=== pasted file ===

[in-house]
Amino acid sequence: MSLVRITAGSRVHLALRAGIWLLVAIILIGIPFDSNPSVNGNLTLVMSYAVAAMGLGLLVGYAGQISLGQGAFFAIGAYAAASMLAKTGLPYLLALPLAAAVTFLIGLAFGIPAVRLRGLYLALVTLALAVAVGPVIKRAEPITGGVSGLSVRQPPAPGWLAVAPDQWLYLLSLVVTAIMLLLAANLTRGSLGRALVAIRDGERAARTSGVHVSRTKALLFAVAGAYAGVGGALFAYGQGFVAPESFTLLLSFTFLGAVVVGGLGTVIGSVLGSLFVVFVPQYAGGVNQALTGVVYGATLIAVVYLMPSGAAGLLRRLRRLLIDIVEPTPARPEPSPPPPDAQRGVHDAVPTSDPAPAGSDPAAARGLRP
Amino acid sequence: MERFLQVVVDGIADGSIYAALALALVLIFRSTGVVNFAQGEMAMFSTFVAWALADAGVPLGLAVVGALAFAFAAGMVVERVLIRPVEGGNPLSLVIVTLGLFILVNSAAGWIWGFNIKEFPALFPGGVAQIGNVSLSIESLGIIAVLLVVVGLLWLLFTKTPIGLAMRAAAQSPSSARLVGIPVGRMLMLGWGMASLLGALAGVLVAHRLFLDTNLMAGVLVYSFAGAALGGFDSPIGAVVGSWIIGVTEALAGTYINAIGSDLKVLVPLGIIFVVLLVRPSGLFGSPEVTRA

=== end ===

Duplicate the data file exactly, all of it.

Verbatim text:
[in-house]
Amino acid sequence: MSLVRITAGSRVHLALRAGIWLLVAIILIGIPFDSNPSVNGNLTLVMSYAVAAMGLGLLVGYAGQISLGQGAFFAIGAYAAASMLAKTGLPYLLALPLAAAVTFLIGLAFGIPAVRLRGLYLALVTLALAVAVGPVIKRAEPITGGVSGLSVRQPPAPGWLAVAPDQWLYLLSLVVTAIMLLLAANLTRGSLGRALVAIRDGERAARTSGVHVSRTKALLFAVAGAYAGVGGALFAYGQGFVAPESFTLLLSFTFLGAVVVGGLGTVIGSVLGSLFVVFVPQYAGGVNQALTGVVYGATLIAVVYLMPSGAAGLLRRLRRLLIDIVEPTPARPEPSPPPPDAQRGVHDAVPTSDPAPAGSDPAAARGLRP
Amino acid sequence: MERFLQVVVDGIADGSIYAALALALVLIFRSTGVVNFAQGEMAMFSTFVAWALADAGVPLGLAVVGALAFAFAAGMVVERVLIRPVEGGNPLSLVIVTLGLFILVNSAAGWIWGFNIKEFPALFPGGVAQIGNVSLSIESLGIIAVLLVVVGLLWLLFTKTPIGLAMRAAAQSPSSARLVGIPVGRMLMLGWGMASLLGALAGVLVAHRLFLDTNLMAGVLVYSFAGAALGGFDSPIGAVVGSWIIGVTEALAGTYINAIGSDLKVLVPLGIIFVVLLVRPSGLFGSPEVTRA